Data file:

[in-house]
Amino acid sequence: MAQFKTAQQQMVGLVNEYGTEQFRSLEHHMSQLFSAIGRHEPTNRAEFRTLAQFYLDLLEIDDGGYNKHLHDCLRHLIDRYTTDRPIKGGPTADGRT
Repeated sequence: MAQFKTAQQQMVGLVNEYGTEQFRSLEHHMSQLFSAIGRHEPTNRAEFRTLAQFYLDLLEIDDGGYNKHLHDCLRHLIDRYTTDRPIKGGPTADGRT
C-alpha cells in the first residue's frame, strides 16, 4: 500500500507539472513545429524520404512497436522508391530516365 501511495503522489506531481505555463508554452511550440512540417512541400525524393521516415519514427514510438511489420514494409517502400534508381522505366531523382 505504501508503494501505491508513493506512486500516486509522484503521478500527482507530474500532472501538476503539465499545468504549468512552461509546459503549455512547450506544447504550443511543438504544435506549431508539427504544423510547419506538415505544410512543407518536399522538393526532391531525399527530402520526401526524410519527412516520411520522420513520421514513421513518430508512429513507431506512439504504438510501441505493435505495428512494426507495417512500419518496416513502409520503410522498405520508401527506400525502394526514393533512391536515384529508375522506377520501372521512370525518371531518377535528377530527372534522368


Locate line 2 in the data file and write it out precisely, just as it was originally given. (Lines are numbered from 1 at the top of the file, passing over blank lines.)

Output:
Amino acid sequence: MAQFKTAQQQMVGLVNEYGTEQFRSLEHHMSQLFSAIGRHEPTNRAEFRTLAQFYLDLLEIDDGGYNKHLHDCLRHLIDRYTTDRPIKGGPTADGRT